This London-based publishing house was founded in 1968 by Guyanese activists Eric and Jessica Huntley. It was named after Jamaican hero of the Morant Bay uprising, Paul Bogle, and Haitian revolutionary, Toussaint L’Ouverture. Its bookshop in South Ealing was renamed the Walter Rodney Bookshop in 1981.

The Huntleys migrated from Guyana to Europe in the late 1950s. They had encountered John La Rose first in the Caribbean through their involvement with the People’s Progressive Party in British Guiana, now Guyana. When they met again in London, their bond was strengthened by political discussions and their shared social circle (Goulbourne, 144). The Huntleys lived with Irma and John La Rose in Uplands Road in 1964-'65 and they emphasise the formative role played by John La Rose’s wide knowledge of the Caribbean islands in their conversations (Alleyne, 25; Interview). The 1965 Guyana Symposium, organised by the Huntleys, debated dissatisfaction with Forbes Burnham’s government, race riots in Guyana and the involvement of the US in the country. Speakers included Walter Rodney, and it was during this event that the Huntleys’ long friendship and strong working relationship with Rodney was cemented.

Their first publication, in 1969, was a collection of papers by Rodney, The Groundings with my Brothers, with a cover by Errol Lloyd. This was published in response to the banning of Walter Rodney from the country by the Jamaican government in 1968. The forced exile of this rising leader and exceptional pedagogue led to riots in Jamaica, where political stagnation had set in since the independence of 1962. The Huntleys, together with lawyer Richard Small and prominent mathematician Ewart Thomas, organised a demonstration at the Jamaica Tourist Board in London in response and Jessica Huntley organised community funding to finance the publication. The autonomy of this funding initiative was crucial to the ethos of what then became Bogle-L’Ouverture Publishing (Goulbourne interviews, tape 2, LMA). Eric Huntley notes the importance of publishing in transforming the status of written knowledge in the black community in Britain. This is linked to a growing awareness of the function of publishing in mediating knowledge:

In the '70s, people didn’t know what publishers did […]. When you said that you were a publisher people looked at you: what does that mean? People in the community didn’t know exactly. They knew what a printer did. Or they had an idea what a printer did. But what publishers did… (Eric Huntley, Interview)

Rodney’s book set out in clear, incisive prose the major political issues faced by the region and potential political solutions, informed by his research in London and Dar-es-Salaam. As Harry Goulbourne writes: “where many radical black Americans drew a simple line between black and white, Rodney’s work hinted at a more complex situation in which racial and ethnic identities were wrapped up with the interlacing histories of a wide Atlantic world” (147).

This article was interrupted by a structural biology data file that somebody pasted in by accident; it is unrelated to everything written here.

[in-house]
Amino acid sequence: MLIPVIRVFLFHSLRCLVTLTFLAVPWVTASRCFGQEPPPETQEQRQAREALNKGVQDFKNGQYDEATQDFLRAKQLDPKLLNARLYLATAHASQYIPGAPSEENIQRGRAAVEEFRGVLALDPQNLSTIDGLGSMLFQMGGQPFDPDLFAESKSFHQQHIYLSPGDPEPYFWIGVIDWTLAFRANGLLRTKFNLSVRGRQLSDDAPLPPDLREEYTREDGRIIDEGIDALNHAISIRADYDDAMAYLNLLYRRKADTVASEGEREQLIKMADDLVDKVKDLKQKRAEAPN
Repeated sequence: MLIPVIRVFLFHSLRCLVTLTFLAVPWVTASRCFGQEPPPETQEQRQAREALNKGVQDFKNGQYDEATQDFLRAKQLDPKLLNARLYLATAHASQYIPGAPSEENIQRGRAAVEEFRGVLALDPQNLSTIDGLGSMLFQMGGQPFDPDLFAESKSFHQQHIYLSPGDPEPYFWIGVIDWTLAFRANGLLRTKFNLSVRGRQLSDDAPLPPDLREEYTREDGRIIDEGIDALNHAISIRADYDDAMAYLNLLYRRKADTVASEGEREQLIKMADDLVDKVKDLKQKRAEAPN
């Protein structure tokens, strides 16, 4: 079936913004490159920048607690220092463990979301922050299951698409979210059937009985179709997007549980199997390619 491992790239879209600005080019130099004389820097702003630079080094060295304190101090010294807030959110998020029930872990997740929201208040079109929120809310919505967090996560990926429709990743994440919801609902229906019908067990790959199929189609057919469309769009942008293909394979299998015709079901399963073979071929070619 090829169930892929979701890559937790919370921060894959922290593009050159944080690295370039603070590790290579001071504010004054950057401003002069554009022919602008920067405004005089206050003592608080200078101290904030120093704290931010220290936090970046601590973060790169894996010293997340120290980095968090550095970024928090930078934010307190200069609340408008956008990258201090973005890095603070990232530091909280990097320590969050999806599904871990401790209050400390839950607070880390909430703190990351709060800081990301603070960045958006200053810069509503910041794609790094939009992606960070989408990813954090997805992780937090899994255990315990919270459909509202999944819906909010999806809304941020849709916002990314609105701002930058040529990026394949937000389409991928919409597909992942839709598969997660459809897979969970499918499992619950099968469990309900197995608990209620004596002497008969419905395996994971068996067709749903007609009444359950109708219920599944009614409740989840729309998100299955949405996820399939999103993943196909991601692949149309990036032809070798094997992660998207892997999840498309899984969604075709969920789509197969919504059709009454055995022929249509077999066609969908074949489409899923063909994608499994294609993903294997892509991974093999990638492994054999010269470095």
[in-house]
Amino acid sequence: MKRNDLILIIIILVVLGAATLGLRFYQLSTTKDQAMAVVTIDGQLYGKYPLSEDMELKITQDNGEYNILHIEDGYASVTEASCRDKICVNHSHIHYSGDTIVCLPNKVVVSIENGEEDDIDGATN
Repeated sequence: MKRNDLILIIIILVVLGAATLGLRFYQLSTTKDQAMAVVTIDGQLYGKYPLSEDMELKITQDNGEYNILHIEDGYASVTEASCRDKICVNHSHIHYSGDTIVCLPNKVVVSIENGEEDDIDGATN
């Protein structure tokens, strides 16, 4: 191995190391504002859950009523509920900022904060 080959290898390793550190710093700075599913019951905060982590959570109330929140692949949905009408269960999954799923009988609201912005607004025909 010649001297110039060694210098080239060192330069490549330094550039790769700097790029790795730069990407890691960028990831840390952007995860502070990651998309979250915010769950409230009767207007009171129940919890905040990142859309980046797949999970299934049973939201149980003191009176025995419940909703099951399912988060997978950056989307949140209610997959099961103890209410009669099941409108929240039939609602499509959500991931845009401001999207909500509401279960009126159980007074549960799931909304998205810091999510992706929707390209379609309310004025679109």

Bogle-L’Ouverture turned to John Sankey to print Rodney’s essays as a stapled book. They had originally planned a pamphlet run off on the Gestetner duplicating machine, as was common in left-wing campaigning groups. It was Jessica Huntley’s idea to publish the book, as Eric Huntley acknowledges:

All credit to her, she realised that as usually certain types of work is given over to women and she would have had to type the stencils and it was a messy affair, so Jessica decided, ‘Let’s print it’. And hence the printer came into it, rather doing it on a Gestetner. (Interview)

There were both practical reasons and symbolic reasons for publishing this book, which was then sold or given away in order to raise consciousness of the situation in Jamaica. John La Rose offered further support when the Huntleys moved to Ealing and in 1972 set up their own bookshop in their front room. He lent stock and gave advice, as Jessica Huntley recalled:

John was very instructive: get a book and see what we like about the book, he would say. And I’ve heard myself telling people who want to publish what they can do. See if they like that particular style of the book and so on. (Interview)

Cover of Bogle L'Ouverture pamphlet. Archive Ref: GB2904 LRA/01/0698/1In its early years, Bogle-L’Ouverture was a less planned enterprise than New Beacon’s long-term gestation. The Huntleys were from a different social milieu and had not played an active role in the CAM movement. Nonetheless they were close to many CAM members, in particular Andrew Salkey and Errol Lloyd and recall sharing discussions of the novels of Sam Selvon, George Lamming and V.S. Naipaul. They published children’s books (a series of three books by Bernard and Phyllis Coard was planned, though only the first one, Getting To Know Ourselves, was produced), poetry (by Linton Kwesi Johnson, Lemn Sissay, Valerie Bloom), and Walter Rodney’s seminal work, How Europe Underdeveloped Africa (1972; joint publication with Tanzania Publishing House), which has since sold over 100,000 copies. The Huntleys faced some early accusations of dividing the community by creating a rival bookshop and publisher to New Beacon: criticisms which both John La Rose and the Huntleys have repeatedly refuted. The Huntleys’ valuable archive is housed at the London Metropolitan Archive and testifies to the role of publishing at the heart of their activism. An annual Huntley conference is also held at the LMA, organised by the Friends of Eric and Jessica Huntley.